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Do you know about the sea change coming in healthcare? No, not the Affordable Care Act - it's Maryland's new hospital payment structure, which will pay hospitals to keep people healthy, rather than paying for each individual procedure. It's going to be a very different healthcare environment for those of us here in Maryland, and Peninsula Regional Medical Center has already put into place many programs to help support Delmarva's health. NPR and Kaiser Health News have an article today all about the new plan - click here to read it.PRMC is happy to provide to you this press release issued today by the Maryland Hospital Association that speaks to the historic change to the Maryland waiver aimed at making healthcare more affordable.
We’re also very pleased to share that PRMC President/CEO, Dr. Peggy Naleppa, is the Chairman of the Maryland Hospital Association’s Executive Committee’s Council on Financial Policy, which actually drafted this historic plan and approved it before advancing it to state and federal agencies for their approval.
Naleppa has also been appointed by Governor O’Malley to a Governor’s Advisory Committee that is currently working to strategically implement this new plan.
Federal Government Approves Historic Proposal to Redefine Hospital Care in Maryland
Elkridge, Md. — The federal Centers for Medicare & Medicaid Services (CMS) has approved Maryland’s historic proposal to make health care in the state more affordable and to continue Maryland’s tradition of innovation in the delivery of quality health care.
The plan was submitted to CMS in September and was reviewed by several federal agencies on its road to approval. The plan seeks to make care more affordable by limiting the rate of growth in spending on hospital care in Maryland over the next five years. Improved coordination of patient care and overall population health are at its heart, and will be accomplished by groups of hospitals, doctors and others who come together to ensure that patients, especially the chronically ill, get the right care at the right time and in the right setting.
“This is the right thing to do for our patients and communities,” said Carmela Coyle, President & CEO of the Maryland Hospital Association. “The goals of this new system will be very challenging for hospitals as the ideas included have never been tried nor tested before on this scale; Maryland’s hospitals will have to find ways to provide care at a lower cost than today, and in broadly different ways.”
All of these innovations are part of an agreement that updates Maryland’s unique way of paying hospitals for the care they provide. Maryland is the only state in the country where hospital rates are set not by hospitals, but by an independent state agency, much like utility rates are set. This innovative and unique 40-year-old system has saved the state some $45 billion in health care costs since its inception. The centerpiece of the system is a waiver from the federal Medicare program under which, based on certain conditions, Medicare agrees to pay Maryland’s hospitals the same rates that the state sets for all others who pay for hospital care. The new plan preserves and modernizes the system by adjusting those conditions to reflect the way health care is delivered today and into the future, and provides hundreds of millions in savings for Medicare and Marylanders.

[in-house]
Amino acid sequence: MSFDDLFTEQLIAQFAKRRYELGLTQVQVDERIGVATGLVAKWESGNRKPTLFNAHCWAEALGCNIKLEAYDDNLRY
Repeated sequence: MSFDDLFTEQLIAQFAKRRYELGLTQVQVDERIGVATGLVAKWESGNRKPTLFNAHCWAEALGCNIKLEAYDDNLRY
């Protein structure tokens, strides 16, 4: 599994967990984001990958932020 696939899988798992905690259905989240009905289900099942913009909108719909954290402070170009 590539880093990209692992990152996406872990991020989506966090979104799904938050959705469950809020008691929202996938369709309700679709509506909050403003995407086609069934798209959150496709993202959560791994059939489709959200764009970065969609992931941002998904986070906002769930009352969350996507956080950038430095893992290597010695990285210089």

The key to the new waiver has been to creatively build on the state’s current system, which was designed to ensure access to care for all who need it regardless of their ability to pay, stability for the state’s health care system, and accountability and transparency in how the system is working, while complying with provisions under state law that call for efficiently operated hospitals to be financially sound. The new agreement updates the system to focus on spending targets that are tied to the state’s economic growth, innovative tools to help hospitals achieve those targets while delivering the highest quality care, and the time to thoughtfully implement the changes required to be successful. CMS will monitor the plan’s success in achieving spending and quality targets, and the state’s hospital rate-setting commission will implement and manage the new system.
“For four decades our unique system of paying for hospital care, and our partnership with state officials, the state rate setting commission, insurers, and others, has put Maryland at the forefront of innovation and equity,” said Coyle. “The key to meeting this new challenge and making the system a success will be an even closer collaboration among all our partners and our patients and communities as we embark upon a path that promises lower costs, higher quality, and a healthier Maryland. Maryland’s hospitals know that this is a redefinition of the hospital as we know it, but it’s the right thing to do for Maryland and we’re up to the challenge.”
The Maryland Hospital Association is the advocate for Maryland’s hospitals, health systems, and their patients before legislative and regulatory bodies. Its membership is comprised of community and teaching hospitals, health systems, specialty hospitals, veterans’ hospitals, and long-term care facilities. For more information, visit www.mhaonline.org.